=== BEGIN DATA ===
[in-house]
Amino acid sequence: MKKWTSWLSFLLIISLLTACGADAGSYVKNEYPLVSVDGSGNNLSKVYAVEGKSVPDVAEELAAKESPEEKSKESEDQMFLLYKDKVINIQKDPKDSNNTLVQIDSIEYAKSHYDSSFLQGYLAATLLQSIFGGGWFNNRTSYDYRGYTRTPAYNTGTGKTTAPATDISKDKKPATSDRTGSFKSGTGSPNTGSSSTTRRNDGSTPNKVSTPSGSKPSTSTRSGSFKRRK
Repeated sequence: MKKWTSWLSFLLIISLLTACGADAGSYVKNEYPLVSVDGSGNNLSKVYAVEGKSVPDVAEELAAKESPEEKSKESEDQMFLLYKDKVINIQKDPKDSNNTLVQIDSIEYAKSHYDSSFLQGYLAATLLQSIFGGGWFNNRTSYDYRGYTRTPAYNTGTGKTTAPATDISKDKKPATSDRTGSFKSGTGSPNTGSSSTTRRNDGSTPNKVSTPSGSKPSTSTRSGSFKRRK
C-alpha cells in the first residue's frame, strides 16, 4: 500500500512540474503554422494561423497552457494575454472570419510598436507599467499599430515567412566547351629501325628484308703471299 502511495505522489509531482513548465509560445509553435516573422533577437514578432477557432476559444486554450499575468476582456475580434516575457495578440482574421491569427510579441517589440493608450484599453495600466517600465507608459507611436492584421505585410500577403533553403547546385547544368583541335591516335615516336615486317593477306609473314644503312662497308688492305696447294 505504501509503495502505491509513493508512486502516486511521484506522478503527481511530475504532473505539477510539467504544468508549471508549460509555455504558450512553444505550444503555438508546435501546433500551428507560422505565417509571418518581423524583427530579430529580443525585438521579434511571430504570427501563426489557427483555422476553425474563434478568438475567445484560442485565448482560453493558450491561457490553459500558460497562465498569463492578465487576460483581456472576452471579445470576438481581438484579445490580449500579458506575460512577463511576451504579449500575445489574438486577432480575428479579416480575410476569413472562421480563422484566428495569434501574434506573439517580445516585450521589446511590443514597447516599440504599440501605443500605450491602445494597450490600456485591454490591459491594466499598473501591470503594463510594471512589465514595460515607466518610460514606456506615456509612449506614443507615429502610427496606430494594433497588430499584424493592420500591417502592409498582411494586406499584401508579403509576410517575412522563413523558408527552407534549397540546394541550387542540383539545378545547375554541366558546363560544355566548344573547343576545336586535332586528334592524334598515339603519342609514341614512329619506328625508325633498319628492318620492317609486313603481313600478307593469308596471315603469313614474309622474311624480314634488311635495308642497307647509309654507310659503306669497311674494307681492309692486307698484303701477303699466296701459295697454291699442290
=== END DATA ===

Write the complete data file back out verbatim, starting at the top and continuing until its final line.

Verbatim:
[in-house]
Amino acid sequence: MKKWTSWLSFLLIISLLTACGADAGSYVKNEYPLVSVDGSGNNLSKVYAVEGKSVPDVAEELAAKESPEEKSKESEDQMFLLYKDKVINIQKDPKDSNNTLVQIDSIEYAKSHYDSSFLQGYLAATLLQSIFGGGWFNNRTSYDYRGYTRTPAYNTGTGKTTAPATDISKDKKPATSDRTGSFKSGTGSPNTGSSSTTRRNDGSTPNKVSTPSGSKPSTSTRSGSFKRRK
Repeated sequence: MKKWTSWLSFLLIISLLTACGADAGSYVKNEYPLVSVDGSGNNLSKVYAVEGKSVPDVAEELAAKESPEEKSKESEDQMFLLYKDKVINIQKDPKDSNNTLVQIDSIEYAKSHYDSSFLQGYLAATLLQSIFGGGWFNNRTSYDYRGYTRTPAYNTGTGKTTAPATDISKDKKPATSDRTGSFKSGTGSPNTGSSSTTRRNDGSTPNKVSTPSGSKPSTSTRSGSFKRRK
C-alpha cells in the first residue's frame, strides 16, 4: 500500500512540474503554422494561423497552457494575454472570419510598436507599467499599430515567412566547351629501325628484308703471299 502511495505522489509531482513548465509560445509553435516573422533577437514578432477557432476559444486554450499575468476582456475580434516575457495578440482574421491569427510579441517589440493608450484599453495600466517600465507608459507611436492584421505585410500577403533553403547546385547544368583541335591516335615516336615486317593477306609473314644503312662497308688492305696447294 505504501509503495502505491509513493508512486502516486511521484506522478503527481511530475504532473505539477510539467504544468508549471508549460509555455504558450512553444505550444503555438508546435501546433500551428507560422505565417509571418518581423524583427530579430529580443525585438521579434511571430504570427501563426489557427483555422476553425474563434478568438475567445484560442485565448482560453493558450491561457490553459500558460497562465498569463492578465487576460483581456472576452471579445470576438481581438484579445490580449500579458506575460512577463511576451504579449500575445489574438486577432480575428479579416480575410476569413472562421480563422484566428495569434501574434506573439517580445516585450521589446511590443514597447516599440504599440501605443500605450491602445494597450490600456485591454490591459491594466499598473501591470503594463510594471512589465514595460515607466518610460514606456506615456509612449506614443507615429502610427496606430494594433497588430499584424493592420500591417502592409498582411494586406499584401508579403509576410517575412522563413523558408527552407534549397540546394541550387542540383539545378545547375554541366558546363560544355566548344573547343576545336586535332586528334592524334598515339603519342609514341614512329619506328625508325633498319628492318620492317609486313603481313600478307593469308596471315603469313614474309622474311624480314634488311635495308642497307647509309654507310659503306669497311674494307681492309692486307698484303701477303699466296701459295697454291699442290